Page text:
about townSpring 2014
“I realized this natural event was a rare opportunity to record rigorous experiments that could have broad implications on how we care for our forests. That’s big.”

- John Wenzel, Director of Powdermill Nature Reserve
Friends of the Forest

To clear or not to clear? Powdermill sets in motion a study of tornado-damaged forests.

By Julie Hannon

When a tornado struck Ligonier in June of 2012, about 90 acres of trees were toppled on and near Powdermill Nature Reserve, the environmental research center of Carnegie Museum of Natural History. John Wenzel, director of the reserve, took a day or two by foot to survey the damage. Because it was extensive and followed a specific pattern, Wenzel got to thinking during his walk through the debris: This could be good.

Pitt graduate student Jake Slyder pauses at the edge of a harvested section of forest prior to setting up deer fences.

Good, that is, for learning how wind-damaged forests rejuvenate. As it turns out, while there’s a long history of studying how forests respond to major wind disturbances like tornados, virtually no solid research exists about how clearing fallen timber afterwards impacts forest recovery in the eastern United States, says Wenzel, an entomologist who primarily studies social insects.

“I realized this natural event was a rare opportunity to record rigorous experiments that could have broad implications on how we care for our forests,” says Wenzel. “That’s big.”

His first call was to Walter Carson, a biologist at the University of Pittsburgh who has been studying the forests of the eastern part of the country for 30 years. Carson and a team of collaborators recently wrapped up 14 years of research in the Allegheny National Forest demonstrating what the Bambi-loving public may find shocking: that white-tailed deer have a much greater negative impact on the health of a forest than deep shade or even fire.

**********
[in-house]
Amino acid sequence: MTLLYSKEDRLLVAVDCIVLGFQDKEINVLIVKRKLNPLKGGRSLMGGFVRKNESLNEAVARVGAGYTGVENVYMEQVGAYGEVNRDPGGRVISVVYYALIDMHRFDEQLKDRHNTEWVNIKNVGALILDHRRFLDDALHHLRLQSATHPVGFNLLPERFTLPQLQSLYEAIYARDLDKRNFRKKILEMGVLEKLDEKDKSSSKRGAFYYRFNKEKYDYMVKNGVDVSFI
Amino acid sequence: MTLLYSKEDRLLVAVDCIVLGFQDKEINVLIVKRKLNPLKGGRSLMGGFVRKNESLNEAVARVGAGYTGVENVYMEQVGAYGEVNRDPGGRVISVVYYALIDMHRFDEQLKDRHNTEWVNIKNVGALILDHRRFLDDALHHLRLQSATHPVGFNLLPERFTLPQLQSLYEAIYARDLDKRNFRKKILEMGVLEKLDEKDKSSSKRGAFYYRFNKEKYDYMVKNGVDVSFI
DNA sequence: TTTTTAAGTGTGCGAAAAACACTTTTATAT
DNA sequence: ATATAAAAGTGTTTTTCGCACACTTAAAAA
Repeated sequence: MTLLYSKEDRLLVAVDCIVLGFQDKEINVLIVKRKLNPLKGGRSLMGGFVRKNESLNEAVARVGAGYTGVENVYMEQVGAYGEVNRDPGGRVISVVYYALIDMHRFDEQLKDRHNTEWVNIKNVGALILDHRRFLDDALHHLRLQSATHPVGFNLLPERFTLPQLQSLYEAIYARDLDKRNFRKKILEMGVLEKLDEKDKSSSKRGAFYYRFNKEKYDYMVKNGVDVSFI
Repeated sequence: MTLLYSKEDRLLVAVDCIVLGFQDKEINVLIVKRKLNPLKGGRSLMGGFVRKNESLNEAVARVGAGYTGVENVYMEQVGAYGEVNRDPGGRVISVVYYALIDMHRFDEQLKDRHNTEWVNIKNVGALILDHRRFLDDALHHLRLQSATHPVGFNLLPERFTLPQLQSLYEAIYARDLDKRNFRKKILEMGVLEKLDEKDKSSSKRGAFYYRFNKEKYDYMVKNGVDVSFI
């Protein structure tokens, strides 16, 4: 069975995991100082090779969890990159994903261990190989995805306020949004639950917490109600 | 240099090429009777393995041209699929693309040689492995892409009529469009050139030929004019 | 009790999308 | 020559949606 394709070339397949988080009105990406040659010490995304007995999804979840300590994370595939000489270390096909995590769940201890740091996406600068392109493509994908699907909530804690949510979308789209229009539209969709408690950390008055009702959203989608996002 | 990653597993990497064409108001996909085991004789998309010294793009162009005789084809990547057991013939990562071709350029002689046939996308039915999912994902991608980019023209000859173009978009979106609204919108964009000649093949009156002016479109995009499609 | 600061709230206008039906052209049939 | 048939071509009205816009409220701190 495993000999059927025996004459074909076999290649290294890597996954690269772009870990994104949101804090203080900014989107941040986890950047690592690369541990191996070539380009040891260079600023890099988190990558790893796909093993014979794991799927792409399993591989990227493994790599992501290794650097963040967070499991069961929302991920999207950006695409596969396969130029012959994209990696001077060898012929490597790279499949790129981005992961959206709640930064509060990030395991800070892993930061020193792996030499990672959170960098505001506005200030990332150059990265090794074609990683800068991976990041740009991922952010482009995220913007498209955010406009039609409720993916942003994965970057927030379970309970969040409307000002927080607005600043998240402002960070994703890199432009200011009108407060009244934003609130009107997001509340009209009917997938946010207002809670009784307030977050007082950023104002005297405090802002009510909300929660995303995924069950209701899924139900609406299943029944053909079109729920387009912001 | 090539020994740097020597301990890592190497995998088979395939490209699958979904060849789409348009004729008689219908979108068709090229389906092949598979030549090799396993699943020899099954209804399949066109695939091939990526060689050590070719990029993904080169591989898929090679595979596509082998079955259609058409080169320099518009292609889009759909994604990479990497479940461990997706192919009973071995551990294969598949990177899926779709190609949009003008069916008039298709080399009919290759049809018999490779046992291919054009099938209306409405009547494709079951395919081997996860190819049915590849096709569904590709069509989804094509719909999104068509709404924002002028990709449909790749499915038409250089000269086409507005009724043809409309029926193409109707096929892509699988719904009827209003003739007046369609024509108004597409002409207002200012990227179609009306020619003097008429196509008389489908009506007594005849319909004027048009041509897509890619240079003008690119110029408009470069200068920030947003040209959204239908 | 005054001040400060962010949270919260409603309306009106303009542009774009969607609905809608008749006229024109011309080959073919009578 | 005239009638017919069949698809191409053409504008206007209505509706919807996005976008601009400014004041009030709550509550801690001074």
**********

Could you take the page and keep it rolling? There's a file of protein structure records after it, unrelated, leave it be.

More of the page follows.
“Overbrowsing by deer often determines the pattern of forest rejuvenation in the east, and overbrowsing can cause biodiversity collapses,” says Carson. “They are that bad.”

Carson jumped at Wenzel’s proposal of a partnership, knowing Powdermill is perfectly positioned for such a groundbreaking study for two big reasons. Unlike most other private landowners, the museum is willing to leave money on the ground, so to speak, forgoing revenue from logging in the name of science. And in 2008, the reserve conducted a landscape survey of its forests—which includes 45 species of trees—so researchers know the measurements of the forest prior to the wind damage, an incredibly helpful and highly unusual bonus.

“Timber can be very valuable, so loggers and the Forestry Service see it as an important resource going to waste if you leave it on the ground,” says Carson. “The counterargument from ecologists is that downed logs contain vital nutrients for the soil; that salvaging trees and creating a flat landscape disturbs habitats for birds and other animals. Both schools of thought depend on your [college] degree. What is needed is good science to resolve debate.”